Some interesting law & religion stories from around the web this week:
This February, I.B. Taurus will publish The Study of Shi’i Islam: History, Theology and Law edited by Farhad Daftary (The Institute of Ismaili Studies, London) and Gurdofarid Miskinzoda (The Institute of Ismaili Studies, London). The publisher’s description follows.
Shi’i Islam, with its rich and extensive history, has played a crucial role in the evolution of Islam as both a major world religion and civilization. The prolific achievements of Shi’i theologians, philosophers and others are testament to the spiritual and intellectual wealth of this community. Yet Shi’i studies has unjustly remained a long-neglected field, despite the important contribution that Shi’ism has made to Islamic traditions. Only in recent decades, partially spurred by global interest in political events of the Middle East, have scholars made some significant contributions in this area. The Study of Shi’i Islam presents papers originally delivered at the first international colloquium dedicated exclusively to Shi’i studies, held in 2010 at The Institute of Ismaili Studies, London. Within the book are eight sections, namely, history, the Qur’an and its Shi’i interpretations, hadith, law, authority, theology, rites and rituals, and intellectual traditions and philosophy.
Each section begins with an introduction contextualizing the aspects of studying Shi’i Islam particular to its theme, before going on to address topics such as the state of the field, methodology and tools, and the primary issues with which contemporary scholars of Shi’i studies are dealing. The scope and depth here covered makes this book of especial interest to researchers and students alike within the field of Islamic studies.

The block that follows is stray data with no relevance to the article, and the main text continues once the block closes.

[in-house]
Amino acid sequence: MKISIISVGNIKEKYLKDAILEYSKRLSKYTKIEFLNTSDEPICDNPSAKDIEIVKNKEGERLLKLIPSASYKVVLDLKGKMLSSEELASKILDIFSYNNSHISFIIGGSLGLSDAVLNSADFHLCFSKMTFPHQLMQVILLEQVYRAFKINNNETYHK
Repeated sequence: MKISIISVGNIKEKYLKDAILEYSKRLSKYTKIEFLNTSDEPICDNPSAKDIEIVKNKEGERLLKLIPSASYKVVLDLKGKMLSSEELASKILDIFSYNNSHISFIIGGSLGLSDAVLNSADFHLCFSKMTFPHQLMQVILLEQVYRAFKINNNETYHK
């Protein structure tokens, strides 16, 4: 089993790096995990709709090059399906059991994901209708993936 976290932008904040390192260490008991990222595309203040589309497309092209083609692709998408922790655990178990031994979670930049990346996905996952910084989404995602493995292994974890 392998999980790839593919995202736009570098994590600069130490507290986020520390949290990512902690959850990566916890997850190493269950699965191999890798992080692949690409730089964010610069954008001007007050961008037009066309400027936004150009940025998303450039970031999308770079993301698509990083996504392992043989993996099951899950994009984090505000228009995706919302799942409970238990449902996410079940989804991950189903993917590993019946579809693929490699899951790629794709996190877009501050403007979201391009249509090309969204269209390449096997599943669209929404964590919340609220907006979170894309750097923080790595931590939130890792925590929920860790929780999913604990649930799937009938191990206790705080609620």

This February, Polity Press will publish Religio Duplex: How the Enlightenment Reinvented Egyptian Religion by Jan Assmann (University of Konstanz). The publisher’s description follows.
In this important new book, the distinguished Egyptologist Jan Assmann provides a masterful overview of a crucial theme in the religious history of the West – that of ‘religio duplex’, or dual religion. He begins by returning to the theology of the Ancient Egyptians, who set out to present their culture as divided between the popular and the elite. By examining their beliefs, he argues, we can distinguish the two faces of ancient religions more generally: the outer face (that of the official religion) and the inner face (encompassing the mysterious nature of religious experience).
Assmann explains that the Early Modern period witnessed the birth of the idea of dual religion with, on the one hand, the religion of reason and, on the other, that of revelation. This concept gained new significance in the Enlightenment when the dual structure of religion was transposed onto the individual. This meant that man now owed his allegiance not only to his native religion, but also to a universal ‘religion of mankind’.
In fact, argues Assmann, religion can now only hold a place in our globalized world in this way, as a religion that understands itself as one among many and has learned to see itself through the eyes of the other. This bold and wide-ranging book will be essential reading for historians, theologians and anyone interested in the nature of religion and its role in the shaping of the modern world.